MASStrong for Healthcare Workers

The on-going impact of the pandemic and post-pandemic years to the mental health and well-being of clinicians and caregivers cannot be overstated. Healthcare workers are grappling with pandemic-related trauma including PTSD, exhaustion, personal loss, moral injury, burnout, isolation from colleagues, job-related illness or injury, wages that are not keeping up with the cost of living, and difficulty accessing and/or prioritizing mental health. As a result, healthcare institutions across systems of care are struggling to fill positions. All of which weakens the Commonwealth’s ability to meet the healthcare needs of its residents.

Recognizing this danger, the state used $1 million in federal American Rescue Plan Act funds in 2021 to launch MASStrong for Healthcare Workers, a pilot program offering group-based mental health support to frontline healthcare workers including nursing home aides, long-term care aides, personal care attendants, home health workers, and residential counselors. All of the pilot program participants said they would like to attend more groups and 93% of participants said that they found the groups helpful.

When asked what was most helpful about the groups, feedback ranged from simply “being able to talk about being in healthcare” and “being listened to” to “learning about and gaining knowledge about self care” and “receiving a reflection from someone who was genuine.” What we learned in the pilot was that the power of MASStrong for Healthcare Workers is that it contradicts isolation by showing other healthcare workers that they’re not alone. By promoting personal resiliency, self-efficacy, and empowerment, participants learn to prioritize self care — which is, ironically, a very difficult skill for many caregivers to learn and adopt. Ultimately, sessions reinvigorated compassion and reduced burnout.

Based on this success, MASStrong for Healthcare Workers was expanded last year with $5 million from the Commonwealth’s Behavioral Health Trust Fund to reach additional health care workers including pharmacists, nurses, physicians, and social workers. The pilot and its expansion would not have happened with the support of legislators who champion mental health and mental health parity, including Senator Majority Leader Cynthia Creem and State Representative Ruth Balser.

Today, MASStrong for Healthcare Workers is administered by GPS Group Peer Support (GPS) in partnership with the Betsy Lehman Center for Patient Safety. The program acts as a first line of defense in the mitigation of trauma, grief, moral injury and burnout, fostering resilience, and increasing retention of the healthcare workforce. Massachusetts-based organizations that support MASStrong for Healthcare Workers include the Home Care Alliance of MA, MA Association of Behavioral Health Systems, MA Association of Emergency Nurses, MA Association of Physician Assistants, MA Assisted Living Association, MA Hospital Association, MA Nurses Association, MA Physicians Assistants, MA Senior Care Association, and 1199 SEIU.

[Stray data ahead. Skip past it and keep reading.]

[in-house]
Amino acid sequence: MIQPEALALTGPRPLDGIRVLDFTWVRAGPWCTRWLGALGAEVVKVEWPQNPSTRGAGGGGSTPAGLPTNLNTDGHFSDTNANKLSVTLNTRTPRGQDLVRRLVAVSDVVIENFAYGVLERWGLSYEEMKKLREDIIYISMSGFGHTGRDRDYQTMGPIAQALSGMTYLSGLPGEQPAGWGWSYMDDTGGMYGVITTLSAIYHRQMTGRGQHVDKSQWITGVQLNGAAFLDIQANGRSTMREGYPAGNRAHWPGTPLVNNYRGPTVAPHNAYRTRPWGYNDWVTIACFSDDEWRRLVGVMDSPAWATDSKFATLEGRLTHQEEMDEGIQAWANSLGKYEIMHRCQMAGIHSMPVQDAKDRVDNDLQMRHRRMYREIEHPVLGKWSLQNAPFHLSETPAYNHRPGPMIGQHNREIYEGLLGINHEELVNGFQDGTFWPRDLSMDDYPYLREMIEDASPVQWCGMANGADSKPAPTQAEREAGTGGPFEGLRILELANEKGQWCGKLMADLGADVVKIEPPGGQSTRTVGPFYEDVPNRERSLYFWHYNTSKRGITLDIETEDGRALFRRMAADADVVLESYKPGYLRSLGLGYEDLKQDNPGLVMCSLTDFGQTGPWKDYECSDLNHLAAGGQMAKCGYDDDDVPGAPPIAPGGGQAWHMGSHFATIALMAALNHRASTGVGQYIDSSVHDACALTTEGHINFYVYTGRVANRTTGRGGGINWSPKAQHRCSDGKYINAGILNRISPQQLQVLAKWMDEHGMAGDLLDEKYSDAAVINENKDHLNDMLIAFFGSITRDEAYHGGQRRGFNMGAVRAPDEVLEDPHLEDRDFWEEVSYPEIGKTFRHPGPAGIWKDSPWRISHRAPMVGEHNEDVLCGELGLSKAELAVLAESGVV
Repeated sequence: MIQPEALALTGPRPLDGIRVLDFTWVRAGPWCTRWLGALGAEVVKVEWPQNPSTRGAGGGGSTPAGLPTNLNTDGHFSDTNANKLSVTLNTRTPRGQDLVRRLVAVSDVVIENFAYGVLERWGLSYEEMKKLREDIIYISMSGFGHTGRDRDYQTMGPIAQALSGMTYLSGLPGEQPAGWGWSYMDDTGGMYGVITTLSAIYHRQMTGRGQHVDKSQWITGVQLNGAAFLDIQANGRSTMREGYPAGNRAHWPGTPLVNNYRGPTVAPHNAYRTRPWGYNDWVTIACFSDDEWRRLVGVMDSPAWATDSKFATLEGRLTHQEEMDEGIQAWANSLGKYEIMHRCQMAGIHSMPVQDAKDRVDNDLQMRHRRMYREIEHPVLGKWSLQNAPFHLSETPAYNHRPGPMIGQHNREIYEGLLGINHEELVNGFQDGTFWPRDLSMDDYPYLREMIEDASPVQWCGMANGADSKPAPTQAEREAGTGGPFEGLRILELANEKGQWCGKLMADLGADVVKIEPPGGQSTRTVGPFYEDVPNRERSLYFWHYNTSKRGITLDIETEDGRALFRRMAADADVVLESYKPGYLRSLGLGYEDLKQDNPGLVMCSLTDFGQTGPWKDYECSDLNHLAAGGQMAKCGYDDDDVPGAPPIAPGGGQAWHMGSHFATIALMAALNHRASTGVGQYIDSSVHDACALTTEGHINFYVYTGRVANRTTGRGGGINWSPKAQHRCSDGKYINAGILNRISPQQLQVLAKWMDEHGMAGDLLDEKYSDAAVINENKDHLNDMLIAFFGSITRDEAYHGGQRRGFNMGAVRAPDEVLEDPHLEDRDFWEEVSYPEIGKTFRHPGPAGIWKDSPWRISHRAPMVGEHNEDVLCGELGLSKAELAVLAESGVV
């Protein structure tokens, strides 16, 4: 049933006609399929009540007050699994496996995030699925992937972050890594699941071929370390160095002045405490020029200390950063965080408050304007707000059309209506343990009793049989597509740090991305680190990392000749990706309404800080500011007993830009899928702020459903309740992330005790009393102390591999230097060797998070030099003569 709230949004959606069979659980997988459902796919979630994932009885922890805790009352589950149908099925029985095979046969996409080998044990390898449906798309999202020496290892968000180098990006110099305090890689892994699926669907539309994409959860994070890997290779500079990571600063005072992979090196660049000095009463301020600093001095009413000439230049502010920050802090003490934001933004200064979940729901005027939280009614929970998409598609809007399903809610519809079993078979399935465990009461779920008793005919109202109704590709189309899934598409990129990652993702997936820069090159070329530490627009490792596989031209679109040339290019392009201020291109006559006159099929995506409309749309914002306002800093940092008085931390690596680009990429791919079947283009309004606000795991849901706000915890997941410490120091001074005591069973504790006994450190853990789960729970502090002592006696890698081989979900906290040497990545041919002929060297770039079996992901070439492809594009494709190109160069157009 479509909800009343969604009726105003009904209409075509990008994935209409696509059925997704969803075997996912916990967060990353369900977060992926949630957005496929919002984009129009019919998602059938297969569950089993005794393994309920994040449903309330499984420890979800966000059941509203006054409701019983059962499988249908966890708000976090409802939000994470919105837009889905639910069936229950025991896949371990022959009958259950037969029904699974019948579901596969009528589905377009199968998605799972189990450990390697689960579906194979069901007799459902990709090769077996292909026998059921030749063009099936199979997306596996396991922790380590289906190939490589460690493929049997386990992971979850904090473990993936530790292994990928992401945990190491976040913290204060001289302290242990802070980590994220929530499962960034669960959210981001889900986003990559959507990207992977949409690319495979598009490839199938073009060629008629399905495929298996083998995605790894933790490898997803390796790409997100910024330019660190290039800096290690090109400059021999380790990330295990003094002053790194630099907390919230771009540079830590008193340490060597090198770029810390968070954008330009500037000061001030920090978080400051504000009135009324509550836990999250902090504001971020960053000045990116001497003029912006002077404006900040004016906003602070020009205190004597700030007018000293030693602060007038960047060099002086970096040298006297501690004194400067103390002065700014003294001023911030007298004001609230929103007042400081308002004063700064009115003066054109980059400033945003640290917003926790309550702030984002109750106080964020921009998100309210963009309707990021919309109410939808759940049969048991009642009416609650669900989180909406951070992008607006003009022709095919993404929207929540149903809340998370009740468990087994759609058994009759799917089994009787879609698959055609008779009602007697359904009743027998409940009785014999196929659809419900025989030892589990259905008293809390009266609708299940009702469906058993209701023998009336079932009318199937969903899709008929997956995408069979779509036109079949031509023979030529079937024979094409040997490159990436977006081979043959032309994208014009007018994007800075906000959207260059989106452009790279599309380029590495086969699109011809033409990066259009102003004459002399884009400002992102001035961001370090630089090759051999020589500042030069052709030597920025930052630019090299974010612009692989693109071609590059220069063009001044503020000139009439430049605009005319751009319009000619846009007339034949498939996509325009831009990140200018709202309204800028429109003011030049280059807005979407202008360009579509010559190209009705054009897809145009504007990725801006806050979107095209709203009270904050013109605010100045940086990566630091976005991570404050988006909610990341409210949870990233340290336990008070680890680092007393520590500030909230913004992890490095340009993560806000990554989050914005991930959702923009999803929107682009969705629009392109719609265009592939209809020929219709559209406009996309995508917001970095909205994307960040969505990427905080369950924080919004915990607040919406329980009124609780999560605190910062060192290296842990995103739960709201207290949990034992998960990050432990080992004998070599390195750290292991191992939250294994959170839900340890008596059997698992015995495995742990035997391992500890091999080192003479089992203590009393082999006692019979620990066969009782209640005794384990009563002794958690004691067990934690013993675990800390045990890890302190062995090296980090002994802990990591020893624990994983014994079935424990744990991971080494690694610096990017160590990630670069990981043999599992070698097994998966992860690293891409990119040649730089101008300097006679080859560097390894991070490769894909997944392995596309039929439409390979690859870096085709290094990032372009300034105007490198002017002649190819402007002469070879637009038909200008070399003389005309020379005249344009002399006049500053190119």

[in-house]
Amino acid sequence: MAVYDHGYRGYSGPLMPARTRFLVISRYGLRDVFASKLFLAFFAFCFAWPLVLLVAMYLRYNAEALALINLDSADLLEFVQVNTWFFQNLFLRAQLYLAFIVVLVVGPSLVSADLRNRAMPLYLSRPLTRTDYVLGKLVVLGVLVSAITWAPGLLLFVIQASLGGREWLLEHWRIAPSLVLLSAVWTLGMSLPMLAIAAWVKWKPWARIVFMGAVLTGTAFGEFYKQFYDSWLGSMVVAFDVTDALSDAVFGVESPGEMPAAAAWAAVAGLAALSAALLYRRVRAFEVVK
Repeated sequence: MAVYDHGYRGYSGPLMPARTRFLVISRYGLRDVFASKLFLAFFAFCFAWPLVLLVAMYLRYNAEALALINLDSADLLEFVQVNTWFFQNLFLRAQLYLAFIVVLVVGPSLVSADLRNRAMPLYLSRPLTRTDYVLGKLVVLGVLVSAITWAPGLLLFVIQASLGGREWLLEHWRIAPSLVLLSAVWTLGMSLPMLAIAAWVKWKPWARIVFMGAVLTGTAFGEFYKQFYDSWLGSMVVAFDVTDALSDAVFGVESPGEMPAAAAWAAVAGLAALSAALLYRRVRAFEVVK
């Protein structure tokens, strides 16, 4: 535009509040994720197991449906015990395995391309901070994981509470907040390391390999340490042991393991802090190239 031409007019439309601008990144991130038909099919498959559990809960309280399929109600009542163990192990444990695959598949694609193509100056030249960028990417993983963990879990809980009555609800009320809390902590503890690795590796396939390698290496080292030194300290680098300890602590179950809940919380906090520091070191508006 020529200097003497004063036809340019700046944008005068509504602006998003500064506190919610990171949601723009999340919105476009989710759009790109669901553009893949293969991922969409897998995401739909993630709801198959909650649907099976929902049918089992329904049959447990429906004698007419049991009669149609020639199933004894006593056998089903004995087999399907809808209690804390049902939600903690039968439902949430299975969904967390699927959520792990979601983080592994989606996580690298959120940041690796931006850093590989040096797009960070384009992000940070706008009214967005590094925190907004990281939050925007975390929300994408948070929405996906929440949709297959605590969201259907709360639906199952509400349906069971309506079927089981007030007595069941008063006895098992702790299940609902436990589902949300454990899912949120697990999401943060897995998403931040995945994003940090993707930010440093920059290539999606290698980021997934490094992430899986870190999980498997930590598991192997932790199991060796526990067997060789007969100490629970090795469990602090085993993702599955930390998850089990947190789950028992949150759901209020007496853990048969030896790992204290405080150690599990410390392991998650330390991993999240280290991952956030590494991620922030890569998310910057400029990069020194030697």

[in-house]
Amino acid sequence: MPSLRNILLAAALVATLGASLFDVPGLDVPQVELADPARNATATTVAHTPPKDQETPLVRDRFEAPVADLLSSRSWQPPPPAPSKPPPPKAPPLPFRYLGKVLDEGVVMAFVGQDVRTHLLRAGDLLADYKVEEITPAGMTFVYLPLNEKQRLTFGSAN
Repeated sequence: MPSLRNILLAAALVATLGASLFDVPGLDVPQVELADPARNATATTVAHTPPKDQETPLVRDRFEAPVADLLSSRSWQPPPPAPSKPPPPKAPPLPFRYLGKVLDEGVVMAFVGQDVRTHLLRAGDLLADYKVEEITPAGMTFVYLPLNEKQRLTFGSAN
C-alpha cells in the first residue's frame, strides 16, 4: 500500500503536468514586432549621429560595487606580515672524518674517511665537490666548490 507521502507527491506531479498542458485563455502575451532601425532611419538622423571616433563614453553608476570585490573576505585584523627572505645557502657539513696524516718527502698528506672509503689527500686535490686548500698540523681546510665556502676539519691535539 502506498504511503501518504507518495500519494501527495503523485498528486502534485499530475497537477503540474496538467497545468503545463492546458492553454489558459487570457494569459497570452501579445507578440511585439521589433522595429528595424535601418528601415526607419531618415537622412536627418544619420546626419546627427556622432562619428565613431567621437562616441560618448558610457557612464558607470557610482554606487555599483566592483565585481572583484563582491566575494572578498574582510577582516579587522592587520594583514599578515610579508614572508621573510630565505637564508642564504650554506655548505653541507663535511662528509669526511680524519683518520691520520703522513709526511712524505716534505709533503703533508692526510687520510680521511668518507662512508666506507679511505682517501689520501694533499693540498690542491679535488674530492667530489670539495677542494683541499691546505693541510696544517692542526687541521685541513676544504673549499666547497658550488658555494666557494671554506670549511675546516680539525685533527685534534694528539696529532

MASStrong for Healthcare Workers utilizes the GPS model of group-based social support and mental health care, which incorporates mindfulness-based stress reduction, cognitive behavioral therapy, motivational interviewing, peer-to-peer support, psychosocial education, and other evidence-based modalities. A growing body of evidence shows that this form of care consistently reduces feelings of loneliness, anxiety, and depression and increases feelings of hope. Studies show that it has been effective with populations as diverse as parents dealing with postpartum depression, residents of rural areas living with chronic conditions, health care professionals who’ve made mistakes resulting in harm to patients, people living with schizophrenia, and people dealing with substance use disorder. It can be delivered by mental health clinicians or trained, non-clinical workers with relevant lived experience.

Another vital benefit of this form of care is that it addresses systemic inequities in healthcare treatment and services. It is just as effective when delivered online as in person. It can be easily tailored for culturally and linguistically diverse communities when groups are led by trained peer specialists who are also members of that community. This is vital for racial and ethnic minorities, people who are LGBTQIA+, people who are living with disabilities, refugees and new immigrants, and others who do not often find themselves openly represented in the ranks of mental health care professionals.

Healthcare professionals are invited to learn the model and bring it to their practice, community, and/or other providers. If you are interested in running a MASStrong for Healthcare Workers group, you will be paid while you are trained in the model and paid for group facilitation. Email MASStrong@grouppeersupport for more information.